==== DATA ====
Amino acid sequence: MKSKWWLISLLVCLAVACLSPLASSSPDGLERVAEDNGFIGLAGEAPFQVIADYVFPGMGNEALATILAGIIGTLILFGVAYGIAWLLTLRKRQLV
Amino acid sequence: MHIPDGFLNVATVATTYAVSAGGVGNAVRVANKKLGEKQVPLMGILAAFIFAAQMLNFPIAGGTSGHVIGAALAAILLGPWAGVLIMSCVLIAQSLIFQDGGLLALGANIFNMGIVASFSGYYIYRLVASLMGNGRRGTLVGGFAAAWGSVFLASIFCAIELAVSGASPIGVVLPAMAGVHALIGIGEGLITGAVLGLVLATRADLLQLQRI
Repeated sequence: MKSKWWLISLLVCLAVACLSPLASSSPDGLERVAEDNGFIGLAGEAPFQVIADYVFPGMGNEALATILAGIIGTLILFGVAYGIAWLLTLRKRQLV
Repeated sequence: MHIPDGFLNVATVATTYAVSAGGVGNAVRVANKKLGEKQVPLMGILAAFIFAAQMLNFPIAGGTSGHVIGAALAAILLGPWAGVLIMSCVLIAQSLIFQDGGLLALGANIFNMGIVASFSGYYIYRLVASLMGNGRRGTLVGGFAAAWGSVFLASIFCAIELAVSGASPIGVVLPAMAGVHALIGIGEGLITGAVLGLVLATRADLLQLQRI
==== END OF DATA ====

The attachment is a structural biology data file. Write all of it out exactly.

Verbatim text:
Amino acid sequence: MKSKWWLISLLVCLAVACLSPLASSSPDGLERVAEDNGFIGLAGEAPFQVIADYVFPGMGNEALATILAGIIGTLILFGVAYGIAWLLTLRKRQLV
Amino acid sequence: MHIPDGFLNVATVATTYAVSAGGVGNAVRVANKKLGEKQVPLMGILAAFIFAAQMLNFPIAGGTSGHVIGAALAAILLGPWAGVLIMSCVLIAQSLIFQDGGLLALGANIFNMGIVASFSGYYIYRLVASLMGNGRRGTLVGGFAAAWGSVFLASIFCAIELAVSGASPIGVVLPAMAGVHALIGIGEGLITGAVLGLVLATRADLLQLQRI
Repeated sequence: MKSKWWLISLLVCLAVACLSPLASSSPDGLERVAEDNGFIGLAGEAPFQVIADYVFPGMGNEALATILAGIIGTLILFGVAYGIAWLLTLRKRQLV
Repeated sequence: MHIPDGFLNVATVATTYAVSAGGVGNAVRVANKKLGEKQVPLMGILAAFIFAAQMLNFPIAGGTSGHVIGAALAAILLGPWAGVLIMSCVLIAQSLIFQDGGLLALGANIFNMGIVASFSGYYIYRLVASLMGNGRRGTLVGGFAAAWGSVFLASIFCAIELAVSGASPIGVVLPAMAGVHALIGIGEGLITGAVLGLVLATRADLLQLQRI